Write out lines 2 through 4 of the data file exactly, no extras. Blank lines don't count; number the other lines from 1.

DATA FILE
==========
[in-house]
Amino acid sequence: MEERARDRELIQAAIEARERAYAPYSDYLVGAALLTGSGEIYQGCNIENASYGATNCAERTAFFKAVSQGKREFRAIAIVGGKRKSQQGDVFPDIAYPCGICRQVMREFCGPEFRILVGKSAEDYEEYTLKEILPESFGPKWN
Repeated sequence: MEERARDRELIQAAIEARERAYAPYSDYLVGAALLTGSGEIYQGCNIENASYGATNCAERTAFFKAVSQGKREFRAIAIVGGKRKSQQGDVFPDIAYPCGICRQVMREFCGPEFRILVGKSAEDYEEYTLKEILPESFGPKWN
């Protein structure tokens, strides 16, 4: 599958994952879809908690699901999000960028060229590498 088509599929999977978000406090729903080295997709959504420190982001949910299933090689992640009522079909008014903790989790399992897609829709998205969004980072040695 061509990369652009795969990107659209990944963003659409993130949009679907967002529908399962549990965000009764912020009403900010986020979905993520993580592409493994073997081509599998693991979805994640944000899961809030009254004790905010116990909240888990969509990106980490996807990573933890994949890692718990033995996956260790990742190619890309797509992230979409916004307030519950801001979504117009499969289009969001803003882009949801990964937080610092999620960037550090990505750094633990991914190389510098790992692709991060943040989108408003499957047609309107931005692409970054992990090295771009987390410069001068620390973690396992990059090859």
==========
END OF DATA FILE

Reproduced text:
Amino acid sequence: MEERARDRELIQAAIEARERAYAPYSDYLVGAALLTGSGEIYQGCNIENASYGATNCAERTAFFKAVSQGKREFRAIAIVGGKRKSQQGDVFPDIAYPCGICRQVMREFCGPEFRILVGKSAEDYEEYTLKEILPESFGPKWN
Repeated sequence: MEERARDRELIQAAIEARERAYAPYSDYLVGAALLTGSGEIYQGCNIENASYGATNCAERTAFFKAVSQGKREFRAIAIVGGKRKSQQGDVFPDIAYPCGICRQVMREFCGPEFRILVGKSAEDYEEYTLKEILPESFGPKWN
């Protein structure tokens, strides 16, 4: 599958994952879809908690699901999000960028060229590498 088509599929999977978000406090729903080295997709959504420190982001949910299933090689992640009522079909008014903790989790399992897609829709998205969004980072040695 061509990369652009795969990107659209990944963003659409993130949009679907967002529908399962549990965000009764912020009403900010986020979905993520993580592409493994073997081509599998693991979805994640944000899961809030009254004790905010116990909240888990969509990106980490996807990573933890994949890692718990033995996956260790990742190619890309797509992230979409916004307030519950801001979504117009499969289009969001803003882009949801990964937080610092999620960037550090990505750094633990991914190389510098790992692709991060943040989108408003499957047609309107931005692409970054992990090295771009987390410069001068620390973690396992990059090859």